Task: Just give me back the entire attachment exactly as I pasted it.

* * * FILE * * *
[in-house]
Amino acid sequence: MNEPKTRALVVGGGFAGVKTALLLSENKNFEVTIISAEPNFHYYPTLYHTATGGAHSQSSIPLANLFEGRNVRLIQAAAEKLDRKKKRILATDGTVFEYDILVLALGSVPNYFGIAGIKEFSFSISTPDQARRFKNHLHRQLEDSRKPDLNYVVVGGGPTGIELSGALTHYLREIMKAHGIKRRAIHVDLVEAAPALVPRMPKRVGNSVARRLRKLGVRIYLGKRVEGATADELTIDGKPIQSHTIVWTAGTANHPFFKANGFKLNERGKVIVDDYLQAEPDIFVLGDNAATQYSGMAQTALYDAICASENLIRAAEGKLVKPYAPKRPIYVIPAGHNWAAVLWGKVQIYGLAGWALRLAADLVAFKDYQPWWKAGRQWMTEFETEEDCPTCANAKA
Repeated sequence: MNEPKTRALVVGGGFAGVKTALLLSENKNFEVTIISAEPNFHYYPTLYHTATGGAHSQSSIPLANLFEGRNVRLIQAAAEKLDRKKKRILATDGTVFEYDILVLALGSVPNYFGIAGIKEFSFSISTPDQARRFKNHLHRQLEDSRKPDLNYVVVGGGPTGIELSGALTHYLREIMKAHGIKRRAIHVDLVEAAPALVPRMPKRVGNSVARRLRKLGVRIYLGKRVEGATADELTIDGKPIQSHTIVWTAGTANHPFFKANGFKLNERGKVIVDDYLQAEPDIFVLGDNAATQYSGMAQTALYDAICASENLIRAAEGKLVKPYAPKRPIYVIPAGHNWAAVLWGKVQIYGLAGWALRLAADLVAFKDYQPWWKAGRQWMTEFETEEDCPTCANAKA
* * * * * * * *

[in-house]
Amino acid sequence: MNEPKTRALVVGGGFAGVKTALLLSENKNFEVTIISAEPNFHYYPTLYHTATGGAHSQSSIPLANLFEGRNVRLIQAAAEKLDRKKKRILATDGTVFEYDILVLALGSVPNYFGIAGIKEFSFSISTPDQARRFKNHLHRQLEDSRKPDLNYVVVGGGPTGIELSGALTHYLREIMKAHGIKRRAIHVDLVEAAPALVPRMPKRVGNSVARRLRKLGVRIYLGKRVEGATADELTIDGKPIQSHTIVWTAGTANHPFFKANGFKLNERGKVIVDDYLQAEPDIFVLGDNAATQYSGMAQTALYDAICASENLIRAAEGKLVKPYAPKRPIYVIPAGHNWAAVLWGKVQIYGLAGWALRLAADLVAFKDYQPWWKAGRQWMTEFETEEDCPTCANAKA
Repeated sequence: MNEPKTRALVVGGGFAGVKTALLLSENKNFEVTIISAEPNFHYYPTLYHTATGGAHSQSSIPLANLFEGRNVRLIQAAAEKLDRKKKRILATDGTVFEYDILVLALGSVPNYFGIAGIKEFSFSISTPDQARRFKNHLHRQLEDSRKPDLNYVVVGGGPTGIELSGALTHYLREIMKAHGIKRRAIHVDLVEAAPALVPRMPKRVGNSVARRLRKLGVRIYLGKRVEGATADELTIDGKPIQSHTIVWTAGTANHPFFKANGFKLNERGKVIVDDYLQAEPDIFVLGDNAATQYSGMAQTALYDAICASENLIRAAEGKLVKPYAPKRPIYVIPAGHNWAAVLWGKVQIYGLAGWALRLAADLVAFKDYQPWWKAGRQWMTEFETEEDCPTCANAKA